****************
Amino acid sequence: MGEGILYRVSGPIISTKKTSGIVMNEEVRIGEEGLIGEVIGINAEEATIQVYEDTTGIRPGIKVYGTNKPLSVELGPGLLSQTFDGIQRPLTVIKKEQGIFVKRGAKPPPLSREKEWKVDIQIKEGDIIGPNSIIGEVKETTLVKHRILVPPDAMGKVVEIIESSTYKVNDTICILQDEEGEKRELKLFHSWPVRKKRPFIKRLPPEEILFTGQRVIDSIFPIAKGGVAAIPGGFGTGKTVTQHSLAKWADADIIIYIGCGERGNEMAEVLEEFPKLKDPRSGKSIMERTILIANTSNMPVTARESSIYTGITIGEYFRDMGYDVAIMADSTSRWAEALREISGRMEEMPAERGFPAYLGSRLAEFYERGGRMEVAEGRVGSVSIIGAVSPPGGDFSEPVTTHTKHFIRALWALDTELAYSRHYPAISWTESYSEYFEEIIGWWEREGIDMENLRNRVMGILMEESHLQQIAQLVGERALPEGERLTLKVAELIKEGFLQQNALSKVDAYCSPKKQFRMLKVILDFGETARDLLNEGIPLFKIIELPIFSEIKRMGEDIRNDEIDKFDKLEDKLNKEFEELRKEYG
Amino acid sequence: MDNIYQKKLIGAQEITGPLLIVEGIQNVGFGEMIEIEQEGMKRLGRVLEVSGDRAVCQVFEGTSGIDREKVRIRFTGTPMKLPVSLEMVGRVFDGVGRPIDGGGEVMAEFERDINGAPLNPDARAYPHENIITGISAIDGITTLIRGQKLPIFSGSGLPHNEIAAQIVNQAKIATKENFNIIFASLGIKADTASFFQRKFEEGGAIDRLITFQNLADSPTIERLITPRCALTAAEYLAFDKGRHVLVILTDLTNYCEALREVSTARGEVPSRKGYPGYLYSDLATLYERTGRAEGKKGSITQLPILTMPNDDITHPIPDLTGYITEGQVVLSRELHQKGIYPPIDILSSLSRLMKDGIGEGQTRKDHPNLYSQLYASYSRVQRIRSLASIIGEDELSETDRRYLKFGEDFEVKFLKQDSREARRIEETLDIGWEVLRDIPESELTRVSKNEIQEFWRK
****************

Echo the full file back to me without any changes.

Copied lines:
Amino acid sequence: MGEGILYRVSGPIISTKKTSGIVMNEEVRIGEEGLIGEVIGINAEEATIQVYEDTTGIRPGIKVYGTNKPLSVELGPGLLSQTFDGIQRPLTVIKKEQGIFVKRGAKPPPLSREKEWKVDIQIKEGDIIGPNSIIGEVKETTLVKHRILVPPDAMGKVVEIIESSTYKVNDTICILQDEEGEKRELKLFHSWPVRKKRPFIKRLPPEEILFTGQRVIDSIFPIAKGGVAAIPGGFGTGKTVTQHSLAKWADADIIIYIGCGERGNEMAEVLEEFPKLKDPRSGKSIMERTILIANTSNMPVTARESSIYTGITIGEYFRDMGYDVAIMADSTSRWAEALREISGRMEEMPAERGFPAYLGSRLAEFYERGGRMEVAEGRVGSVSIIGAVSPPGGDFSEPVTTHTKHFIRALWALDTELAYSRHYPAISWTESYSEYFEEIIGWWEREGIDMENLRNRVMGILMEESHLQQIAQLVGERALPEGERLTLKVAELIKEGFLQQNALSKVDAYCSPKKQFRMLKVILDFGETARDLLNEGIPLFKIIELPIFSEIKRMGEDIRNDEIDKFDKLEDKLNKEFEELRKEYG
Amino acid sequence: MDNIYQKKLIGAQEITGPLLIVEGIQNVGFGEMIEIEQEGMKRLGRVLEVSGDRAVCQVFEGTSGIDREKVRIRFTGTPMKLPVSLEMVGRVFDGVGRPIDGGGEVMAEFERDINGAPLNPDARAYPHENIITGISAIDGITTLIRGQKLPIFSGSGLPHNEIAAQIVNQAKIATKENFNIIFASLGIKADTASFFQRKFEEGGAIDRLITFQNLADSPTIERLITPRCALTAAEYLAFDKGRHVLVILTDLTNYCEALREVSTARGEVPSRKGYPGYLYSDLATLYERTGRAEGKKGSITQLPILTMPNDDITHPIPDLTGYITEGQVVLSRELHQKGIYPPIDILSSLSRLMKDGIGEGQTRKDHPNLYSQLYASYSRVQRIRSLASIIGEDELSETDRRYLKFGEDFEVKFLKQDSREARRIEETLDIGWEVLRDIPESELTRVSKNEIQEFWRK